Iranian FM rips America's 'worn-out' nuclear accusations

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"It was a bad agreement", said Trump, who has regularly blamed his predecessor Barack Obama for securing the landmark 2015 nuclear deal.

The Iran certification, made 90 minutes before a midnight Tuesday deadline, means Tehran will continue to enjoy relief from USA nuclear sanctions.

US President Donald Trump listens to a question during a joint news conference with Italian Prime Minister Paolo Gentiloni. "We're in a role everywhere, so I do not see that".

The certification of Iran's compliance, which must be sent to Congress every 90 days, is the first issued by the Trump administration.

Mr Tillerson said the USA is conducting a comprehensive review of its Iran policy and added that the Obama-era nuclear deal only "delays" Tehran's goal of becoming a nuclear state.

But after he took office, the United States president has not yet explicitly said he would pull out from the historic agreement. On the one hand, Trump wants to show he's being tougher than Obama toward Iran, but on the other hand, he's not yet ready to rip up the deal.

Tillerson told reporters the review, which he announced on Tuesday, would not only look at Tehran's compliance with a 2015 nuclear deal but also its behaviour in the region which he said undermined U.S. interests in Syria, Iraq, Yemen and Lebanon.

The US State Department last month announced a range of new sanctions, including 11 specifically against companies or individuals for transfers of "sensitive items" to the Iranian ballistic missile programme.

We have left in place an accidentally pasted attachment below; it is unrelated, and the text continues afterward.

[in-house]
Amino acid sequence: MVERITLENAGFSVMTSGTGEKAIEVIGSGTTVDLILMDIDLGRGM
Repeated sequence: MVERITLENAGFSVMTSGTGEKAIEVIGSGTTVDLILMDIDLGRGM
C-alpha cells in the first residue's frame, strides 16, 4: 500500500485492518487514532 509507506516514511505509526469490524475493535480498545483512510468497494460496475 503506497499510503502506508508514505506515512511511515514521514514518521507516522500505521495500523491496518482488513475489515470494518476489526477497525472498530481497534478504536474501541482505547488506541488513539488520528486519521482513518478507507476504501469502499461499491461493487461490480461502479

The secretary of state earlier acknowledged the Iranians had met the terms of the 2015 nuclear deal.

Tehran has warned that it would restore its nuclear activities to the pre-JCPOA level, if the U.S. fails to keep its end of the bargain.

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Iranian Ambassador Gholamali Khoshroo fired back at what he called the "unsubstantiated" US charges, saying the United States is waging a "misleading propaganda campaign" against his country. Obama and others argued it was narrowly tailored to take the most unsafe prospect - a nuclear-armed Iran - off the table. "A comprehensive Iran policy requires we address all of the threats posed by Iran, and it is clear there are many", he said.

Both Iran and Hezbollah are now fighting in support of Syrian President Bashar al Assad's forces.

Trump didn't specifically weigh in on the French election, nor would he say outright whether he supported countries staying in the EU.

He also said the committed to a strong Europe, but didn't say directly whether he prefers that the European Union stay intact.

"I think it is part of a unsafe trend we see in the Trump presidency of adopting a very aggressive posture that's threatening more wars and more confrontations", added Jeremy Kuzmarov, professor of history at the University of Tulsa.

Weeks after he said he was moving on after a failed attempt in Congress to replace the Affordable Care Act, Trump said "there's no give-up" and predicted a proposed GOP overhaul of Obama's health care law was gaining popularity.

"I think we'll get both", he said.

At a ceremony in the Oval Office surrounded by steel executives, Mr Trump said it was a "historic day for American steel", saying his administration would "fight for American workers and American-made steel". It has repeatedly denied accusations by the West that it was ever trying to develop nuclear weapons.

US President Donald Trump (R) shakes hands with Italian Prime Minister Paolo Gentiloni at the White House in Washington, DC, April 20, 2017.